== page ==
Cyber Round Up: NSA Bulk Data-Collection Case Continues, Cybersanctions Against China, Facebook Asked to Censor Content

  • Appeals Court Overturns Injunction Against NSA Bulk Data-Collection (Politico):  The Court of Appeals for the D.C. Circuit overturned an injunction issued against the NSA’s bulk data-collection program, reports Politico.  The preliminary injunction prohibiting the government from collecting the plaintiffs’ call records was issued by the district court, but was stayed pending the appeal.  The appeals court reversed and remanded the case to the district court, with one judge dissenting and arguing to reverse and dismiss the case entirely.  Judge Richard Leon, the district court judge who issued the injunction, has already scheduled a hearing for September 2 on the next steps in the case.  Read the full article here.
  • Sanctions Against China Under Consideration (The Wall Street Journal):  The White House is preparing sanctions against Chinese state-owned enterprises and private companies that are believed to have benefitted from the cybertheft of U.S. corporate secrets, reports the Wall Street Journal.  The authority for the planned sanctions is likely from the Executive Order signed in April 2015, authorizing the government to block the property of those who engage in malicious cyber-enable activities.  The sanctions are not expected to be imposed until after President Obama and Chinese President Xi Jingping meet this month.  Some scholars see the threat of sanctions as a possible bargaining chip to create rules on cyberspace.  A copy of the Executive Order and a brief analysis can be found here.
  • German Laws Must Be Obeyed, Even Online (Business Insider):  German Justice Minister Heiko Maas has requested that Facebook take down racist content from its site.  According to an interview with Reuters, Minister Maas expressed concerns that the internet was being used as a means to spread and incite racial hatred with impunity.  Facebook must abide by German laws, even though they have a “stricter interpretation of the freedom of speech that the United States does,” the minister said.  A spokesperson for Facebook announced that the company is interested in meeting with the minister to discuss his concerns.  The full article can be found here.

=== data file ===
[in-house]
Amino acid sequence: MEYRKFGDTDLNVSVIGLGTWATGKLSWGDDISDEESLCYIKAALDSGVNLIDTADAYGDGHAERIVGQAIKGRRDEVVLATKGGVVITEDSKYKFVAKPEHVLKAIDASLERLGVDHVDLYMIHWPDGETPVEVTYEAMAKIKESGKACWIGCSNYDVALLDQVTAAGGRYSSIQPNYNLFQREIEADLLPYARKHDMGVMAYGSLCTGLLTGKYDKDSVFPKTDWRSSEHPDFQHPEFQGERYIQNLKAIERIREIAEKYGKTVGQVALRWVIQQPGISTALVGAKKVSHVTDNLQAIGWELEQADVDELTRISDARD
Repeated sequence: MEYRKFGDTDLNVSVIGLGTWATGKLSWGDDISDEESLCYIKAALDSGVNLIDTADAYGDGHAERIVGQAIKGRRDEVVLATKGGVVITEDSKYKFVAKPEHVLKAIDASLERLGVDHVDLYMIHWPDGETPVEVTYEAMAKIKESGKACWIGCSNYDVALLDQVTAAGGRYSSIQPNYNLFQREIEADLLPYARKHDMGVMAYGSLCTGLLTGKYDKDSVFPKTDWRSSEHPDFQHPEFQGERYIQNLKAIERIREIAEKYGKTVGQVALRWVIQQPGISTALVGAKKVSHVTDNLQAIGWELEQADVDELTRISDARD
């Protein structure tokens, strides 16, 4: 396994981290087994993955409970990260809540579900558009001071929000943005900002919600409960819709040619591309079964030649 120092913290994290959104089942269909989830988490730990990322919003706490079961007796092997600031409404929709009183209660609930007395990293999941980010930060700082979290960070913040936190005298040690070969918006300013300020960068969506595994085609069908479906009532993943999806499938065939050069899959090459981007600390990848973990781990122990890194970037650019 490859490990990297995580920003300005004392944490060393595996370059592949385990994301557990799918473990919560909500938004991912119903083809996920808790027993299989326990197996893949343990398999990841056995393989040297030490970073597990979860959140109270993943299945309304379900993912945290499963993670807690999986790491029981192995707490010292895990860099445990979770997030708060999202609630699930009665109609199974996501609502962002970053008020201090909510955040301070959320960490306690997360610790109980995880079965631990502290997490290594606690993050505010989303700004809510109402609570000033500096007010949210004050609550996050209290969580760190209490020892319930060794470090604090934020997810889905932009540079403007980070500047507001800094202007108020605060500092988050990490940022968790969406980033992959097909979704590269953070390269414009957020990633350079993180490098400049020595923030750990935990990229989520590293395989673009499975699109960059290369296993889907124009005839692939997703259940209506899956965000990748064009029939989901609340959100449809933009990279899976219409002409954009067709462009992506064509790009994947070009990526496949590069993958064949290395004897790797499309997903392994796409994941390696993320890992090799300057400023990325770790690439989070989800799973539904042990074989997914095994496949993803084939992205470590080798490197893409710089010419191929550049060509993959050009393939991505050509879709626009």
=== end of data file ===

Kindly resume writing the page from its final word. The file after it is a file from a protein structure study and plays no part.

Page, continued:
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Authors

Untitled Document
Professor William Snyder

Professor William C. Snyderis a member of the faculty of the Institute for National Security and Counter-terrorism at Syracuse University after fifteen years with the United States Department of Justice.

Christopher w. FolkChristopher W. Folk

is a second year student at SU College of Law. Christopher is a non-traditional student, returning to academia after spending nearly twenty years in the high tech industry. Christopher served in the Marine Corps, graduated from Cornell University with a B.S. In Applied Economics and Business Management, attended Northeastern University’s High-Tech MBA Program and received a M.S. In Computer Information Systems. Christopher previously worked in Software Engineering and in addition to being a full-time student, Christopher is currently serving his second term as Town Justice for the Town of Waterloo. Christopher externed with a Cybersecurity firm in the Washington, D.C. area between his first and second year at SU College of Law. Full biography

Ryan D. White

Ryan D. WhiteRyan is currently a second year law student at Syracuse University College of Law, and is also pursuing a Master of Public Administration degree from Syracuse’s Maxwell School of Citizenship and Public Affairs. Ryan spent time with Homeland Security Investigations while pursuing his undergraduate degree at Wesleyan University, and spent his first summer of law school as clerk for the U.S. Attorney’s Office in the Western District of New York. He is a member of Syracuse Law Review, the Journal on Terrorism and Security Analysis, and participates in the Veteran’s Legal Clinic.Full biography

Anna Maria Castillo

is a third year law student at Syracuse College of Law. She is also pursuing a Master of Arts in International Relations at Syracuse University's Maxwell School of Citizenship and Public Affairs. She has interned at a London-based think-tank that specializes in transnational terrorism and global security and at the legal department of a defense contractor. She currently serves as an executive editor in the Syracuse Law Review. Full biography

Jennifer A. CamilloJennifer A. Camillo

is a third year student at Syracuse College of Law. She has served as a law clerk in the United States Attorney’s Office for the Northern District of New York and the Cayuga County District Attorney’s Office and as an extern in the Oneida County District Attorney’s Office. She is a member of the Syracuse National Trial Team and was recently awarded the Tiffany Cup by the New York Bar Association for her trial advocacy achievements.

Tara J. PistoreseTara J. Pistorese

holds Juris Doctor and Masters of Public Administration degrees from Syracuse University's Maxwell School of Citizenship and Public Affairs and its College of Law. She has served as a law clerk in the United States Attorney's Office for the Western District of New York and the Public Defender Service for the District of Columbia and as an extern in the United States District Court for the Western District of Washington. Full biography

Benjamin Zaiser

is both a scholar and a Federal Agent of the Federal Criminal Police Office of Germany. (Opinions expressed here are his own and not any part of official duty.) Full biography

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